Filming Bolivia

28 Mar, 2016 | Oliwia Rogala

The Arts

Image: Screenshot from "Volivia" by Sergio Pinedo

Foreign and local films about a surreal country

“Bolivia, a country in itself very surreal, has no formal surrealist film movement to speak of.”

Four friends hang out, laugh, fool around. They travel to a desert. They visit farms. They get drunk and take drugs. They go out, party, dance. They throw up. They suffer from a hangover. They procrastinate.

Procrastinacion is a film by Bolivian director Sergio Pinedo. It was shot in a span of about five years, but it was assembled in 2015. It is Pinedo’s first feature-length film, composed of videos of friends hanging out together, almost like a family VHS collection. It might sound quite normal, but the composition and technique of the film shocks and surprises the viewer. It can only be described as ‘surreal’.

Surrealism usually makes people think of Salvador Dali, and surrealist films bring David Lynch to mind. Bolivia, a country in itself very surreal, has no formal surrealist film movement to speak of. One would think that a country with hundreds of ethnic groups and thousands of local traditions, would inspire experimental motion pictures. But perhaps this diversity is normal and evident in everyday life for Bolivians and they simply do not see anything surreal about it.

Even though there is not a surrealist film movement in the country, there certainly are surreal filmmakers in Bolivia. Film students here like to experiment, but they rarely get a chance to screen and distribute their films. Only independently funded filmmakers get their shot at screenings.

The opening scene of Pinedo’s Procrastinacion shows a man wrapped in tape and woman who is moaning under a tree. The film uses rapid cuts between scenes to create a tension. There are shocking images of a girl masturbating under the covers or of the main characters throwing up, either in the room or on the street. The scenes are mixed with videos of TV ads. The music contrasts with the images on screen. Heavy, noisy music accompanies shots of sunny fields and rainbows. All of these unexpected effects make the viewers feel uncomfortable and tense.

Volivia is Pinedo’s short film, made completely of found footage. The film is quite difficult to understand. The images are pixelated and lack a meaningful order. The mesmerizing imagery and the arbitrary shots in irrational order (football match, naked woman, tarot TV ad) create a parallel ‘reality’ that is a at times more real than what is usually perceived as such. Through the use of pixels and very bright colours, Pinedo creates a psychedelic dream world. The viewers remain in a sense of mystery and suspense throughout the whole 6 minutes, which is what surreal films tend to do to their audience.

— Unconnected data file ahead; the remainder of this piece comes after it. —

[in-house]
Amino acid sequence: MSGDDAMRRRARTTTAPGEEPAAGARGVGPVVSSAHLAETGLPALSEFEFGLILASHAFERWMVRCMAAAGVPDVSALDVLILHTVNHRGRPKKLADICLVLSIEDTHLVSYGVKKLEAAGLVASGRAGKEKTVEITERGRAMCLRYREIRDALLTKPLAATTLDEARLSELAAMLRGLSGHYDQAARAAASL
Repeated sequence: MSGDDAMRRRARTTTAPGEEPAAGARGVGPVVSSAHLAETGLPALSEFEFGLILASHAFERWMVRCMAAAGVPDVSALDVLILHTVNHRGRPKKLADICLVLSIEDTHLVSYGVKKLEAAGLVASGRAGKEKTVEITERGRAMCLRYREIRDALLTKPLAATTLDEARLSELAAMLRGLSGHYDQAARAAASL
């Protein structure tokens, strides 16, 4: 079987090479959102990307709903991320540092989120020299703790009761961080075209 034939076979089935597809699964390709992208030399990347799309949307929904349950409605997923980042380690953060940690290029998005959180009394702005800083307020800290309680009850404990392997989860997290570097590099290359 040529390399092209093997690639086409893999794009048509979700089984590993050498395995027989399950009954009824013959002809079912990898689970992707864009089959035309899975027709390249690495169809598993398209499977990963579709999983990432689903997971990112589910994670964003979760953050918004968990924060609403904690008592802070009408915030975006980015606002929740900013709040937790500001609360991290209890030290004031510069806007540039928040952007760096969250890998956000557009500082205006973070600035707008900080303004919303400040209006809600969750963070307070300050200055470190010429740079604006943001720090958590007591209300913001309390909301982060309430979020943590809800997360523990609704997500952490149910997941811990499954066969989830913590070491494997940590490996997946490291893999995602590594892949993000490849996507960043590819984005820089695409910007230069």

Even in Bolivia, surrealism is used as humour. The music video Bolivia te espera Papa Francisco, by Saxoman y Los Casanovas, is a perfect example. The Pope appears repeatedly on different parts of the screen (sometimes even floating) either by himself or with President Evo Morales, as the main singer, Saxoman, flies through Bolivia and outer space. Badly edited, this video creates a hilarious effect with the use of the sky and clouds on which the band appears to be singing. Perhaps it is illustrates the band’s dream to fly in the sky or to sing to the Pope.

Bolivia’s surreal landscape is very attractive for foreign filmmakers, especially the Salar de Uyuni, which is one of the most surreal places on Earth. El Regalo de la Pachamama, a film by Japanese director Toshifumi Matsushita, tells the story of a 13-year-old boy named Kunturi, who lives in Uyuni, where his family works at the salt flats. His family cuts the salt with their bare hands and he travels with his father to exchange it for other goods. In the film, normal Bolivian life becomes surreal because of a location. Wide-angle shots of the salt desert create a dreamy atmosphere in true Dali-style.

Uyuni is also a location for the music video La la la, by Naughty Boy, which features the British singer Sam Smith. The video in itself is surreal. It is about a boy who travels to Uyuni with an old dusty man, like in the story of ‘The Wizard of Oz’. The dusty man is handed a real, beating heart from an ice cream man. Then there is a man dressed as a puppet, dancing in the middle of the street, looking like a scarecrow. There is a chow-chow dog that resembles a lion. The Salar and the characters make the video look like a bedtime story. There are imitations of a dream world; disorientating, irrational and juxtaposed images that make the film surreal and are inspired by Sigmund Freud’s psychoanalysis and his theory of the unconscious mind.

Even though Bolivia does not have a formal surrealist film movement, there are films that certainly fall into this category. Unless the local film industry is supported by the government, there will hardly be enough resources for young, talented filmmakers to create a cinematic work for global audiences, like the foreign films that have been made in Bolivia. At this point, one can only imagine how Bolivians would capture this surreal and beautiful location.


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